Many people believe creativity begins with finding many solutions to a problem. What if that’s actually at the end of the process? Dr Manu Kapur is turning the creative thinking process on its head and exploring the mechanics of problem finding – and we believe he’s on to something!
Philosophers and scientists alike have claimed that problem finding is important but in truth, we don’t really understand what the process looks like.
That’s a gap Associate Professor Manu Kapur, Head of NIE’s Learning Sciences Lab, hopes to plug – both in terms of our understanding of the problem-finding process as well as the practice of Math in schools.
So What’s the Problem?
In traditional problem-solving situations in schools, the Math problem is either fully specified or known to a great degree. The assumption is that students have sufficient knowledge to solve these problems because they have been taught and the goal is specified.
With problem finding, however, the problem itself is not known. We may not even have enough knowledge to solve the problem, which is the case in many of the challenges we encounter in life.
“We have a very good sense of the processes of problem solving, but we don’t quite have a theory or an understanding of what the process of finding a good problem looks like,” says Manu.
So instead of giving students a set of data and asking them to calculate something definite, we give them the data and say: What problems can we generate based on this data? He gives the example of soccer league tables. Instead of asking them to invent various measures to determine who the best team is, students can ask and answer mathematical questions of their own.
“That’s a very different enterprise, where students have to use whatever knowledge they have, both formal and informal knowledge, to really start thinking.” This, says Manu, provides a huge opportunity for developing mathematical thinking and invention.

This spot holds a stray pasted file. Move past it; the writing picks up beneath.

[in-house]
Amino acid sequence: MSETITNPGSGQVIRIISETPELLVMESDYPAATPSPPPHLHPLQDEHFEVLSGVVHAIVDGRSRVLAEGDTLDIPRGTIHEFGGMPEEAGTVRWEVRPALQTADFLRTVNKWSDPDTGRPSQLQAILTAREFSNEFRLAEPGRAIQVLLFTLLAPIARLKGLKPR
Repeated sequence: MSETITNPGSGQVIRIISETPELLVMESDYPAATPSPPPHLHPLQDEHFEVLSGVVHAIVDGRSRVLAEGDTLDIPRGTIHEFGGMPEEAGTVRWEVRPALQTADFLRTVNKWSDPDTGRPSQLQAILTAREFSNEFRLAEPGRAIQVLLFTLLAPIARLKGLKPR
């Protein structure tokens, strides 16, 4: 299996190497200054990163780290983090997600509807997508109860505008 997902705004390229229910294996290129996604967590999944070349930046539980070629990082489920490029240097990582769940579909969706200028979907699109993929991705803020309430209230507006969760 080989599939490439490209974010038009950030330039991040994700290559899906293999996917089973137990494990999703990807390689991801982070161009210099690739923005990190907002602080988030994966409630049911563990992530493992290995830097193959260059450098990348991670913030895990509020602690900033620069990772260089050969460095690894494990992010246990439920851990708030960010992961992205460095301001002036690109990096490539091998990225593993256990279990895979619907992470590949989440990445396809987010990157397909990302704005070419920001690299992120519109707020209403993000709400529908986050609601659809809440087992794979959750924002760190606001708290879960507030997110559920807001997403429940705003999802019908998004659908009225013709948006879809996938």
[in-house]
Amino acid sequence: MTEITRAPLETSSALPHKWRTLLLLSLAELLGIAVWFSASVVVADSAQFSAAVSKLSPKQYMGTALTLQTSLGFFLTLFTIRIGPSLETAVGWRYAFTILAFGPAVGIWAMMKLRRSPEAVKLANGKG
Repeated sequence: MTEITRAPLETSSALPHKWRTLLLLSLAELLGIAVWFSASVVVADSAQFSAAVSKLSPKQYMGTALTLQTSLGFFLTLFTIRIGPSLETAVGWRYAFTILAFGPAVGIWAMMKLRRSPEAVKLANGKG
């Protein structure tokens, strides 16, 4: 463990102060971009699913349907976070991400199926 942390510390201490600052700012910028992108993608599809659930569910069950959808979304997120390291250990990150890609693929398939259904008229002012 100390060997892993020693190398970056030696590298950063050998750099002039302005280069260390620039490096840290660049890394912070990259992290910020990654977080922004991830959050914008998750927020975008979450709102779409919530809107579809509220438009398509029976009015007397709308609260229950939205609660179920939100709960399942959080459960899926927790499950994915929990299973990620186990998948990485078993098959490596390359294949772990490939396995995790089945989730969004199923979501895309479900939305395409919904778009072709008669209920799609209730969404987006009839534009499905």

“The mere act of defining the problem, even though you’re asking students to invent multiple solutions, constrains mathematical thinking,” he explains. “You would be surprised by how many important problems you could define just given the data, which you would miss if you just gave students a problem and asked them to solve it.”
The Process of Problem Finding
So what does this process of problem finding look like? And what implications does it have for schooling and education? That’s the area of research that Manu wants to start looking into.
– Manu Kapur, Learning Sciences Lab
We know a lot about the processes of problem solving in the cognitive and the learning sciences, but not about problem finding, says Manu. Yet every time we talk about innovation, inventiveness, or breakthroughs, people say it’s thinking about a problem to solve that’s more important than actually solving the problem.
“If you look at the history of scientific revolution, or the history of innovation, invariably it’s about finding a good problem to solve, and yet we don’t have an understanding of that process,” explains Manu.
Interestingly, the process of solving a problem is much easier than finding a useful problem to solve. Problem finding is a very long, divergent and iterative process – you don’t know until you try many things, until you finally stumble upon a good problem to solve.
“Once you’ve defined a good problem to solve, it’s easy to solve the problem!” Not that solving a problem is not difficult, Manu qualifies. But it’s not as difficult as finding an inventive, original and meaningful problem to solve.
Developing Inventive Thinkers
“There’s a lot of rhetoric around creating students who are inventive, entrepreneurial, innovative, creative,” notes Manu. “I think the more we understand this process, the more we will learn about how to use this process more effectively for education.”
He differentiates between inventing your own problems and inventing multiple solutions to given problems. The latter is good and necessary to train people to solve problems – we need workers like that in the workforce.
“But if you want the leaders and the innovators, then you want these people to think of important problems to solve, so that as a society we move higher up in the value chain.”
While it is still early days, Manu is hopeful that addressing this problem will not only help students learn Math better, but also help develop the dispositions of creativity and inventive thinking. For the moment, he is working on designing problem-finding activities that can help develop this skill.
“This is really about inventing your own problems and then developing the skill to see which problems are better than others. If we can develop this skill in our students, then they will be much better prepared for the 21st century.”